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Charlotte Brontë’s Jane Eyre:


Ever since I first read Jane Eyre back in 2015, I haven’t been able to stop thinking about it. It’s one of those books that strikes a cord with you, embedding themselves deep within your heart and mind. I don’t think a day has gone by where I haven’t thought, spoke or written about Jane Eyre in some way. I’ve been lucky enough to study it at university, I’ve visited the Haworth Parsonage, and I’m currently preparing to write my dissertation on Charlotte. My appreciation for Jane Eyre has grown substantially over the years, due to my growing love for the author and what the text represents. In my eyes, Jane Eyre is a masterpiece.

The most defining quality of Jane Eyre is the Bildungsroman narrative. Up until this time, this was conventionally associated with male stories, but Charlotte manipulated it into working for her heroine, Jane. The novel opens with Jane as an orphan, sheltering at her aunt’s house after her parents died. It’s here where she receives her first forms of abuse at the hands of her aunt and cousins, an essential plot device for the development of Jane’s character. This volume of the novel is a very poignant start to the story, but it’s necessary for the Bildungsroman narrative to play out. From viewing Jane’s childhood, and her transition into womanhood, we can see the development of a heroine who we are proud of. We are able to see the lessons that Jane learns along the way, as well as journey along with her, thus allowing us to see her moral and spiritual.

One great thing about Charlotte, and all the Brontë sisters for that matter, is her ability to produce such vivid portrayals of landscapes. Charlotte does not hold back on the amount of detail she uses to express the turbulent and vicious moors – the very ones that tossed and flung Jane about, resulting in her near-death. At times, I felt a coldness as if I, too, were on those gusty, barren moors, which illuminates how brilliant a writer Charlotte is. The vast landscape that would run on for miles would frighten me – I was scared for Jane’s safety whilst she was rooming for shelter amongst those moors. Through nature, I could connect to our heroine. In addition to this, Charlotte also poured amazing amounts of detail into her description of the Gothic architecture, most graphically with Thornfield Hall. This manor house is alienated in the countryside, full of unused rooms and frightening hallways plagued with laughter. This contrasted to the beautiful scenery surrounding the house really brought out those Romantic sides of the novel which I enjoyed reading the most. Charlotte’s best writing is those teeming with Romantic techniques and literary devices, Jane Eyre being the best example.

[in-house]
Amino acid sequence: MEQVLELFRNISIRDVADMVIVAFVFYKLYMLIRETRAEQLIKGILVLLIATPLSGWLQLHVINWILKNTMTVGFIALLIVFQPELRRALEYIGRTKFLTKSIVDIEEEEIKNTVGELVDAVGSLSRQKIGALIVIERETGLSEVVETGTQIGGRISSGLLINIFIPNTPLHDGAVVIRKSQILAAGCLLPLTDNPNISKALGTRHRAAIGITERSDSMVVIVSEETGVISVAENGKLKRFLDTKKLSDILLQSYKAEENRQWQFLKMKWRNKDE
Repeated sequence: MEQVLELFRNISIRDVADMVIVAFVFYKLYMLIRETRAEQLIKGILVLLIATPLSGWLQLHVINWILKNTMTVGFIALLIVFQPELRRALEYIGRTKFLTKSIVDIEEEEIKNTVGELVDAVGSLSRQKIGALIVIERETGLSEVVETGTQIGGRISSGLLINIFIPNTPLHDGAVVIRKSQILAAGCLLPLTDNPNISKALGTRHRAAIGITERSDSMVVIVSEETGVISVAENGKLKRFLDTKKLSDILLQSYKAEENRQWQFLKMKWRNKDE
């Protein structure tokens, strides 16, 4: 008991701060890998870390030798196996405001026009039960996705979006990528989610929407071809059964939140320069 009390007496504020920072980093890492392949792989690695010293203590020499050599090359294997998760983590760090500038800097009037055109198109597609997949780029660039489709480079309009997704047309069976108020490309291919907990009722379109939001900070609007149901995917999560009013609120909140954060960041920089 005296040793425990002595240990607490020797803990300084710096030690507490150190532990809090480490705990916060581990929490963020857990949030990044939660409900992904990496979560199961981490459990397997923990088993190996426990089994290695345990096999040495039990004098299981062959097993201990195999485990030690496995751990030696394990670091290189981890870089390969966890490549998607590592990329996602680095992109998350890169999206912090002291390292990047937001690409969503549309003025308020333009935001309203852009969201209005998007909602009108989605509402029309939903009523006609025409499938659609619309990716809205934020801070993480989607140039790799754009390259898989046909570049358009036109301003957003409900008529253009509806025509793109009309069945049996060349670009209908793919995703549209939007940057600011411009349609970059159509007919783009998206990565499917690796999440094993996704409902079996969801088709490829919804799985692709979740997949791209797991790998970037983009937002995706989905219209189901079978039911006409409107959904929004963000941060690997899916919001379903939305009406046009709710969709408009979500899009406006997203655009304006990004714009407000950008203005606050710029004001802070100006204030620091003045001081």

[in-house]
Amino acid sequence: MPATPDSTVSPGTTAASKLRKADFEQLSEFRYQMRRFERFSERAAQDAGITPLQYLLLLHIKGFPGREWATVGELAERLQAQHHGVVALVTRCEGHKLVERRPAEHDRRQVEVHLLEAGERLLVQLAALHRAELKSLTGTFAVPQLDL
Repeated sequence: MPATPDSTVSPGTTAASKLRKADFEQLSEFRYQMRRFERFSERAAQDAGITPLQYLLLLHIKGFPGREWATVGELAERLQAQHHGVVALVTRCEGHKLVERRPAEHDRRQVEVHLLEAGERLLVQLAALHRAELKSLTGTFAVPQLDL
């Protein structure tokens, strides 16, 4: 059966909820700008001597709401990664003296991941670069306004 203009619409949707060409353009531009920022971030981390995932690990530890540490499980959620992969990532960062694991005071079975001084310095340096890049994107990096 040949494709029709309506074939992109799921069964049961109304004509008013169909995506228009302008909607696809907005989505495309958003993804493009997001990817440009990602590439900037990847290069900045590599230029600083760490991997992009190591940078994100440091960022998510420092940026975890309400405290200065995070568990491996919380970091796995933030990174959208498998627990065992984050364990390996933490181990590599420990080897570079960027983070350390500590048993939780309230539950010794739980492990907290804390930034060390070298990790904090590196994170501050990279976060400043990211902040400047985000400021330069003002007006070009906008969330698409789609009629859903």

Charlotte also channelled her descriptive and vivid language into Jane’s thought process. At times, I felt like I was living in her shoes. I was the one walking along those corridors, being confined by the walls that not only represented Thornfield, but also the patriarchy. I connected to those passages that were full to the brim of feminism – a favourite of mine being when Jane speaks out about conventional models of womanhood; she suggests women are made for more than just cooking and making stockings. Another brilliant example would be when Jane is adamant she must meet Rochester on equal footing before she can become his wife – they must be of the same class, respect and manner. It’s very clear that Charlotte used her novels as a medium to comment on the harsh treatment of women in this century. As Jane Eyre was first published under the male pseudonym, Currer Bell, this takes on a somewhat more powerful meaning. A male writers commenting on such issues would have impacted contemporary readers more than it would have coming from a woman – unfortunately.